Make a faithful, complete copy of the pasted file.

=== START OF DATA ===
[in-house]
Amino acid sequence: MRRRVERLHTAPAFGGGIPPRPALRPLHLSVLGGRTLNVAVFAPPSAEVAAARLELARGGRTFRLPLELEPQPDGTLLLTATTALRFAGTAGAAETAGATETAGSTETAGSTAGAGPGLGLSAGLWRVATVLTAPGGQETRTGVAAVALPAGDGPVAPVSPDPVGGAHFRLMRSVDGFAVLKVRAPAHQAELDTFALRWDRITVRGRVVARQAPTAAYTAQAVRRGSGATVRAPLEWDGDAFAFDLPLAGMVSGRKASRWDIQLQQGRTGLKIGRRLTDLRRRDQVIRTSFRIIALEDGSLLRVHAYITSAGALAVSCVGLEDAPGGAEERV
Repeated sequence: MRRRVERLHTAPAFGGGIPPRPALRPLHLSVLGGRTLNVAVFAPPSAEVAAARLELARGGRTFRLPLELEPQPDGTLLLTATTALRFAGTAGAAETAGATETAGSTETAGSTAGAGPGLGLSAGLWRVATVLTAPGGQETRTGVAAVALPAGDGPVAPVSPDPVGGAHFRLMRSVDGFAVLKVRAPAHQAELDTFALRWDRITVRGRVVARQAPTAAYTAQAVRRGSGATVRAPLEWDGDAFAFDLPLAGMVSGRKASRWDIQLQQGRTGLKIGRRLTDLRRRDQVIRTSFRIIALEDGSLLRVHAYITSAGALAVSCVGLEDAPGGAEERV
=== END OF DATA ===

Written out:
[in-house]
Amino acid sequence: MRRRVERLHTAPAFGGGIPPRPALRPLHLSVLGGRTLNVAVFAPPSAEVAAARLELARGGRTFRLPLELEPQPDGTLLLTATTALRFAGTAGAAETAGATETAGSTETAGSTAGAGPGLGLSAGLWRVATVLTAPGGQETRTGVAAVALPAGDGPVAPVSPDPVGGAHFRLMRSVDGFAVLKVRAPAHQAELDTFALRWDRITVRGRVVARQAPTAAYTAQAVRRGSGATVRAPLEWDGDAFAFDLPLAGMVSGRKASRWDIQLQQGRTGLKIGRRLTDLRRRDQVIRTSFRIIALEDGSLLRVHAYITSAGALAVSCVGLEDAPGGAEERV
Repeated sequence: MRRRVERLHTAPAFGGGIPPRPALRPLHLSVLGGRTLNVAVFAPPSAEVAAARLELARGGRTFRLPLELEPQPDGTLLLTATTALRFAGTAGAAETAGATETAGSTETAGSTAGAGPGLGLSAGLWRVATVLTAPGGQETRTGVAAVALPAGDGPVAPVSPDPVGGAHFRLMRSVDGFAVLKVRAPAHQAELDTFALRWDRITVRGRVVARQAPTAAYTAQAVRRGSGATVRAPLEWDGDAFAFDLPLAGMVSGRKASRWDIQLQQGRTGLKIGRRLTDLRRRDQVIRTSFRIIALEDGSLLRVHAYITSAGALAVSCVGLEDAPGGAEERV